Before the 1930's, Glasgow and Edinburgh were connected via a series of locks which had stopped functioning. Under the British Millennium Project several plans were proposed for linking the canals. The Falkirk Wheel was chosen as the winning suggestion and construction started in the summer of 2000.
The Falkirk Wheel has an overall diameter of 35 meters with two opposing arms, each extending 15 meters from the central axle. On each side of the axle there is a large caisson carrying approximately 300 tons of water and ships. The caissons are balanced at all times, even when they are not carrying a full load. One of the interesting features of the Falkirk Wheel is its very low power consumption. Despite its size, it takes the giant wheel only slightly over 5 minutes to perform a 180 degrees turn.
Another astonishing fact regarding the Falkirk Wheel is its power consumption. Because of the way it is built it requires only 22.5 kW of power, making it both aesthetic and friendly to the environment.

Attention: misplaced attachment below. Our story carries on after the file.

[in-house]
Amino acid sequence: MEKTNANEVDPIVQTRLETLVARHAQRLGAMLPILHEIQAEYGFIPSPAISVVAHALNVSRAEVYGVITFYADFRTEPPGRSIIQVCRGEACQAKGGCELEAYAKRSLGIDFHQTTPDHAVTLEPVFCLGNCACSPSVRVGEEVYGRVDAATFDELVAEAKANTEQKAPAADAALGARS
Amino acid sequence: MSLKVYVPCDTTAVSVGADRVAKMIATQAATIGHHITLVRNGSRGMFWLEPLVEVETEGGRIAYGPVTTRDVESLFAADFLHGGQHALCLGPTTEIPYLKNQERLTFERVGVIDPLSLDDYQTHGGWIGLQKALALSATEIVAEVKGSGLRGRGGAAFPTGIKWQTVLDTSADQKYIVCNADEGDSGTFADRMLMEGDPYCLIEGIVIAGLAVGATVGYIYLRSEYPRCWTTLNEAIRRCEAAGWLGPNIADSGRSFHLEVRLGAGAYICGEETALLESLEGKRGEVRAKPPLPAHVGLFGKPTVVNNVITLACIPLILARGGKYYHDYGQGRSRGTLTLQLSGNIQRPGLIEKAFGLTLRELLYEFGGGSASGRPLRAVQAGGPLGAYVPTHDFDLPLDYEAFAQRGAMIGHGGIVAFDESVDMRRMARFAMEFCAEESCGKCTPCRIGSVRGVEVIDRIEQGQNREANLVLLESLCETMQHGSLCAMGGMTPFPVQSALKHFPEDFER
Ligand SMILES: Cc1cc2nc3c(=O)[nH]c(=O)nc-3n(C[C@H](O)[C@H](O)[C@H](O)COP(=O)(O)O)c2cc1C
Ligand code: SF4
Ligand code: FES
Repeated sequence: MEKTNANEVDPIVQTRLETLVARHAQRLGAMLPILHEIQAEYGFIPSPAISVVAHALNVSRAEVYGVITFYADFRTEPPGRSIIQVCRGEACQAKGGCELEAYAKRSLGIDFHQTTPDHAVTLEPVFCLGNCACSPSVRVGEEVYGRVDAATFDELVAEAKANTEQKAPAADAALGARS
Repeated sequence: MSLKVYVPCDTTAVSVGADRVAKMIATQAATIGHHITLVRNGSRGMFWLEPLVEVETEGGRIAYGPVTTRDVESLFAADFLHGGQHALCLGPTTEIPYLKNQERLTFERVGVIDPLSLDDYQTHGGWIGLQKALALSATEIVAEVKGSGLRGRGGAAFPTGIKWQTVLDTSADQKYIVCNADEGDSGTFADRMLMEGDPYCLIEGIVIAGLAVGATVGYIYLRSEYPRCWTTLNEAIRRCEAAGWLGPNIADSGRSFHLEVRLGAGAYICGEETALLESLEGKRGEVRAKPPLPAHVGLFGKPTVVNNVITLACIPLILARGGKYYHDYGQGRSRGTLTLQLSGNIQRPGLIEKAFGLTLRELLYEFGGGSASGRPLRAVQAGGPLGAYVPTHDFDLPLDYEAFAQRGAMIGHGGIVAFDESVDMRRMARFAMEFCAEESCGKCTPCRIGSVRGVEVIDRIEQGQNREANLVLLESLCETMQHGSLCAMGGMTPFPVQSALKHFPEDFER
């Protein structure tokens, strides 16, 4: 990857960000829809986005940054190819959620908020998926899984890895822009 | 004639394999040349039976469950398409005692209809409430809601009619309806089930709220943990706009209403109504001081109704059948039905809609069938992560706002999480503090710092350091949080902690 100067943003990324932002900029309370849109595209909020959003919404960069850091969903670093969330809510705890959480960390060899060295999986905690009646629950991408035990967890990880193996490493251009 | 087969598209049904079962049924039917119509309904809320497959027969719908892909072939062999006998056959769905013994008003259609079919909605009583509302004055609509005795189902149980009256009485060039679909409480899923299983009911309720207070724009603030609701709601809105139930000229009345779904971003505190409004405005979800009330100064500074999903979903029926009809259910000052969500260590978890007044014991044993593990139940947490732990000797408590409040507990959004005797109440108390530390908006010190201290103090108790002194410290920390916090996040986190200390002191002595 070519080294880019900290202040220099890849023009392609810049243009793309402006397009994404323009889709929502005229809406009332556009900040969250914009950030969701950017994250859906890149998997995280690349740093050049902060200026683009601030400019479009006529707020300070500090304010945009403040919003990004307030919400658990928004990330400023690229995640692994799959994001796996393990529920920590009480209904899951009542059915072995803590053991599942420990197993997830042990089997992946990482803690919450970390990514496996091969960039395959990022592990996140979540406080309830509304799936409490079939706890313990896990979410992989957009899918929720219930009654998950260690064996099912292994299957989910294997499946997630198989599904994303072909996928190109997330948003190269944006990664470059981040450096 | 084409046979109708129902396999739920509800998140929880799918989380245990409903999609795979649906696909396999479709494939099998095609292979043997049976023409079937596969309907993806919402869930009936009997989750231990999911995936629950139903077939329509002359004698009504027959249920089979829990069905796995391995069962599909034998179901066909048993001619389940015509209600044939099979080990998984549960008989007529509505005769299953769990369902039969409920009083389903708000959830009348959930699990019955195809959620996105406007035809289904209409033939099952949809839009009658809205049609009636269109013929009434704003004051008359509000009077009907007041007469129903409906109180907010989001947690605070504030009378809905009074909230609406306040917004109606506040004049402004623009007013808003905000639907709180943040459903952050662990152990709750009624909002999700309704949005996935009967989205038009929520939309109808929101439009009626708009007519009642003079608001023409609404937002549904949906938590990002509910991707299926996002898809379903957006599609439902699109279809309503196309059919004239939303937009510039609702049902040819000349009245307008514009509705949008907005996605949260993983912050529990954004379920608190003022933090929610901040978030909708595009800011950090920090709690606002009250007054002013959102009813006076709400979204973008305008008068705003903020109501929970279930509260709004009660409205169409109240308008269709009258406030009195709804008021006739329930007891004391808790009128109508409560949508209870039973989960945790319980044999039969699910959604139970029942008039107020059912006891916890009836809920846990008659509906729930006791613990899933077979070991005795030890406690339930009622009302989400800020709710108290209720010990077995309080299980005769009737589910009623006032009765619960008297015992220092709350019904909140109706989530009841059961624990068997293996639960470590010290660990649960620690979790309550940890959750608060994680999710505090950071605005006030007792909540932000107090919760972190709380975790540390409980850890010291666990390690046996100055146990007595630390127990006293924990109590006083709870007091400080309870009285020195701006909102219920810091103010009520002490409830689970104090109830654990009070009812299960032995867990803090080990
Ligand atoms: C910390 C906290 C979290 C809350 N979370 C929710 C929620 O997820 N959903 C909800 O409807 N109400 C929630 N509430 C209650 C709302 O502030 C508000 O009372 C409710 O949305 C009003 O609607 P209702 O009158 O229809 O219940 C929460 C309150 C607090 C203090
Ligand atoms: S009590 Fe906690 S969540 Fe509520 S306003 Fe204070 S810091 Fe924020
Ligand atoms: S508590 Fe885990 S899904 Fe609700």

TFOT recently covered another unique architectural structure which has a 'green' bonus – the Jubilee Church in Rome, designed by the renowned architect Richard Meier. The Jubilee Church is covered by a special coating of titanium dioxide that was applied in order to maintain its shiny white color, but apparently also performs oxidation of organic contaminants when exposed to UV light from the sun, thus cleaning the air around it.
The Falkirk Wheel website includes more information for potential visitors. A video showing the Falkirk Wheel in action can be seen here.